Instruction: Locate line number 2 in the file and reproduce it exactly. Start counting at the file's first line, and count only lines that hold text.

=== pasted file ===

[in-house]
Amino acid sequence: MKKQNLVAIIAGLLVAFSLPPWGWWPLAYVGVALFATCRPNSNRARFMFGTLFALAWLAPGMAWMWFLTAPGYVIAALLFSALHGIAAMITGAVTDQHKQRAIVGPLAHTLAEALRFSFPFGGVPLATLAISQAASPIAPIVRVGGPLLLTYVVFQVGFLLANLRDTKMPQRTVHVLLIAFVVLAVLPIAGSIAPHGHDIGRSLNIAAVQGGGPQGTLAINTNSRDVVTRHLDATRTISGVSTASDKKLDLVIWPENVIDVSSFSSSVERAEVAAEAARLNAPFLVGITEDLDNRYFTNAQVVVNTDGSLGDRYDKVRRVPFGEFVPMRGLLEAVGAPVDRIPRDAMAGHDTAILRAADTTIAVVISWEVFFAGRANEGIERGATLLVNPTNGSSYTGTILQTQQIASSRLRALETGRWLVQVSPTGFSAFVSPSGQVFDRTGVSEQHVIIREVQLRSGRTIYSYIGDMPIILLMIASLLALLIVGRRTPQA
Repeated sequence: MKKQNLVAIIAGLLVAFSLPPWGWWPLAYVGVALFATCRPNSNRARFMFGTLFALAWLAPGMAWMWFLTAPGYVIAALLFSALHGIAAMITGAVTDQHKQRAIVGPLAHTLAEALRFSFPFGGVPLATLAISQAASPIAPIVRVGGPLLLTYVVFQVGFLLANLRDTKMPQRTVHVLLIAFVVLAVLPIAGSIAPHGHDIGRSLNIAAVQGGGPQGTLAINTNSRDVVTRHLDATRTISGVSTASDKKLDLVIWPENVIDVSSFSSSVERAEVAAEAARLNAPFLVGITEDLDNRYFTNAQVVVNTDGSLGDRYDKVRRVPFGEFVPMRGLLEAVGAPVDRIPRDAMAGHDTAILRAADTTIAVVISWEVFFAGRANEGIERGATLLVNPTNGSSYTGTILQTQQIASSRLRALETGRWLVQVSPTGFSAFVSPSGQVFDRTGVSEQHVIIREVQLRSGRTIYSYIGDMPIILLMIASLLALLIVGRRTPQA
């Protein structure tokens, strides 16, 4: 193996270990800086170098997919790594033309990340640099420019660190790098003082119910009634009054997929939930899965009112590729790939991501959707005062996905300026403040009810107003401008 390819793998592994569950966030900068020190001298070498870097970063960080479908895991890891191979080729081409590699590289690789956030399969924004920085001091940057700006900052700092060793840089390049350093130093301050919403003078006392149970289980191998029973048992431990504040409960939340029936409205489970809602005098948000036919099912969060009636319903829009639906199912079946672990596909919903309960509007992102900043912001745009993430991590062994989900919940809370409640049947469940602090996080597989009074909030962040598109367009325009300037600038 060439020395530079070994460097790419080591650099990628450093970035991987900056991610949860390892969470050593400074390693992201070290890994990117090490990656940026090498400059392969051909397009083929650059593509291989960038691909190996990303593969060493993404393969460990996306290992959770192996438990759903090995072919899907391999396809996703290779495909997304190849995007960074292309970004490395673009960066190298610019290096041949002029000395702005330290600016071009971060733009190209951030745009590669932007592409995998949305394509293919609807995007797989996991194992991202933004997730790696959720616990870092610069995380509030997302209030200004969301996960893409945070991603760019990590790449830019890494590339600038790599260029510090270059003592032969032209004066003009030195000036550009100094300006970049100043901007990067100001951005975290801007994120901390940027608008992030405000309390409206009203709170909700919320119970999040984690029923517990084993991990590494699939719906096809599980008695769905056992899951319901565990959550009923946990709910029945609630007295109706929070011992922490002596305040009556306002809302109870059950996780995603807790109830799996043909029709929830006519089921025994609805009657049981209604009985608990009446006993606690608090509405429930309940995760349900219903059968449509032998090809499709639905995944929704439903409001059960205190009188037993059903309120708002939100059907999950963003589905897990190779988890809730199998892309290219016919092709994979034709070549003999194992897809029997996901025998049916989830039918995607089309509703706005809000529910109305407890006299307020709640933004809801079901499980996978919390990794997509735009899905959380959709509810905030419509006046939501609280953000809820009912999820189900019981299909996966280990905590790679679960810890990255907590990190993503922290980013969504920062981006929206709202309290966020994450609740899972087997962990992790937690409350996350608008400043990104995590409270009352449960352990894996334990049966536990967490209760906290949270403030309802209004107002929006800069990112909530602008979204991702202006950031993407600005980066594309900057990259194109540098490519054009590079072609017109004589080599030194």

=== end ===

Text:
Amino acid sequence: MKKQNLVAIIAGLLVAFSLPPWGWWPLAYVGVALFATCRPNSNRARFMFGTLFALAWLAPGMAWMWFLTAPGYVIAALLFSALHGIAAMITGAVTDQHKQRAIVGPLAHTLAEALRFSFPFGGVPLATLAISQAASPIAPIVRVGGPLLLTYVVFQVGFLLANLRDTKMPQRTVHVLLIAFVVLAVLPIAGSIAPHGHDIGRSLNIAAVQGGGPQGTLAINTNSRDVVTRHLDATRTISGVSTASDKKLDLVIWPENVIDVSSFSSSVERAEVAAEAARLNAPFLVGITEDLDNRYFTNAQVVVNTDGSLGDRYDKVRRVPFGEFVPMRGLLEAVGAPVDRIPRDAMAGHDTAILRAADTTIAVVISWEVFFAGRANEGIERGATLLVNPTNGSSYTGTILQTQQIASSRLRALETGRWLVQVSPTGFSAFVSPSGQVFDRTGVSEQHVIIREVQLRSGRTIYSYIGDMPIILLMIASLLALLIVGRRTPQA